How to Draw a plotly Line Plot in Python (Examples)

 

This article explains how to draw line plots (also called line charts; curve charts) using the plotly library in the Python programming language.

The tutorial is structured as follows:

 

 

Kirby White Researcher Statistician Programmer

Note: This article was created in collaboration with Kirby White. Kirby is a Statistics Globe author, innovation consultant, data science instructor. His Ph.D. is in Industrial-Organizational Psychology. You can read more about Kirby here!

 

Modules and Example Data

If you have not already done so, install and load these modules:

from vega_datasets import data
import pandas as pd
import plotly.express as px

We’ll use the stocks dataset for this example, which is included in the vega datasets module. We’ll store the data in df_long and df_wide to provide examples using two different structures of the same data.

df_long = pd.DataFrame(data.stocks())
df_long
 
# index	symbol	date	price
# 0	MSFT	2000-01-01 00:00:00	39.81
# 1	MSFT	2000-02-01 00:00:00	36.35
# 2	MSFT	2000-03-01 00:00:00	43.22
# 3	MSFT	2000-04-01 00:00:00	28.37
 
 
df_wide = df_long.pivot(index = 'date', columns = 'symbol', values = 'price').reset_index()
df_wide
 
# symbol	date	AAPL	AMZN	GOOG	IBM	MSFT
# 0	2000-01-01	25.94	64.56	NaN	100.52	39.81
# 1	2000-02-01	28.66	68.87	NaN	92.11	36.35
# 2	2000-03-01	33.95	67.00	NaN	106.11	43.22
# 3	2000-04-01	31.01	55.19	NaN	99.95	28.37

These DataFrames contain identical information. However, they are structured differently to show examples that work in a large variety of settings.

 

Basic Line Plots

Let’s create a simple line plot to show Amazon’s stock price over time, which is a single column in df_wide:

fig1 = px.line(
    data_frame = df_wide
    ,x = 'date'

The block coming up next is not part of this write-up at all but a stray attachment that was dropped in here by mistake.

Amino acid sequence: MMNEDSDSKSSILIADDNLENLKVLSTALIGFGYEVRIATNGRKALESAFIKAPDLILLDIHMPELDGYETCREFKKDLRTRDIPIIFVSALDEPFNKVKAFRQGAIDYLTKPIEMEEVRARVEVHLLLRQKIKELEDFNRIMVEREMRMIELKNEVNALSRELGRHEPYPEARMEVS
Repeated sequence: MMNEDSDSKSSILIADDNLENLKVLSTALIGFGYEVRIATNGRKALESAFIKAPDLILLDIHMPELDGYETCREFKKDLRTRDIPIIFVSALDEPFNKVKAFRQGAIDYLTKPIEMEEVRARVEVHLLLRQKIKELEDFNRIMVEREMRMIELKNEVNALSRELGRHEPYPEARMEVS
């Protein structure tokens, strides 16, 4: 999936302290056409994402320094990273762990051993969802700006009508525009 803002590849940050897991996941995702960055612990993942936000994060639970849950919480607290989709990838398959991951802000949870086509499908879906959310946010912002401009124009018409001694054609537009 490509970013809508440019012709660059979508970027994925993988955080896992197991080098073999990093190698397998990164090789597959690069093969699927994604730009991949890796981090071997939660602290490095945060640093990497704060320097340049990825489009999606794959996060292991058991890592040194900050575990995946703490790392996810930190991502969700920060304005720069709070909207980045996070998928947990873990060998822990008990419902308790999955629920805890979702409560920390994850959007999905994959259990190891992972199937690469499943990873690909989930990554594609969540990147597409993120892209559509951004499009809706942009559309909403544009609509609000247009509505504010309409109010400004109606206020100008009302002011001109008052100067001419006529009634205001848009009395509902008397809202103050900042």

,y = 'AMZN'
)
 
fig1.show()

To add the other variables from the wide data set, we just need to provide a list of the columns to plot on the y axis:

fig2 = px.line(
    data_frame = df_wide
    ,x = 'date'
    ,y = ['AMZN', 'MSFT']
)
 
fig2.show()

This method is quick and easy, but wide data structures are not always as convenient when you have many variables to plot, or when they may change throughout the course of a script. Let’s show how easy it is to plot all the companies in our long dataset, and how we can add a marker to each measurement:

fig3 = px.line(
    data_frame = df_long
    ,x = 'date'
    ,y = 'price'
    ,color = 'symbol'
    ,markers = True
)
 
fig3.show()

 

Customizing Line Plots

These examples demonstrate how to alter the colors, dashes, and curves of your line plots.

 

Custom Colors

This example shows how you can specify the exact colors to use for each line. You can use the generic CSS color text, hex codes, or rgb codes. When you have already mapped the color of each line to one of your variables, you can pass a dictionary to the color_discrete_map argument specifying each group and the desired color.

fig4 = px.line(
    data_frame = df_long
    ,x = 'date'
    ,y = 'price'
    ,color = 'symbol'
    ,color_discrete_map={"MSFT":"gray", "AMZN":"gray", "IBM":"gray", "GOOG":"#faad07", "AAPL":"rgb(187,23,209)"}
)
 
fig4.show()

Tip: Using gray for most colors except those you wish to highlight can be an effective technique to draw your viewers attention to the most important elements of a graph.

 

Custom Dashes

Similar to our color mapping, we can also specify the line style for each group:

fig5 = px.line(
    data_frame = df_long
    ,x = 'date'
    ,y = 'price'
    ,color = 'symbol'
    ,line_dash = 'symbol'
    ,line_dash_map={"MSFT":"solid", "AMZN":"dot", "IBM":"dash", "GOOG":"longdash", "AAPL":"dashdot"}
)
 
fig5.show()

 

Line Shape

Finally, you can change specify whether lines are shaped as linear or spline. This is most noticeable on graphs with fewer points, so this example shows a limited range of data to highlight the differences:

fig6 = px.line(
    data_frame = df_wide[df_wide['date']> '2009-10-01'],
    x = 'date'
    ,y = 'AMZN'
    ,markers = True
    ,line_shape='linear'
)
 
fig6.show()
fig6.update_traces(patch = {"line_shape":"spline"})
fig6.show()


 

Further Resources

 
You can check out these other articles for more detailed examples and videos of these popular charts in plotly using the Python programming language:

 

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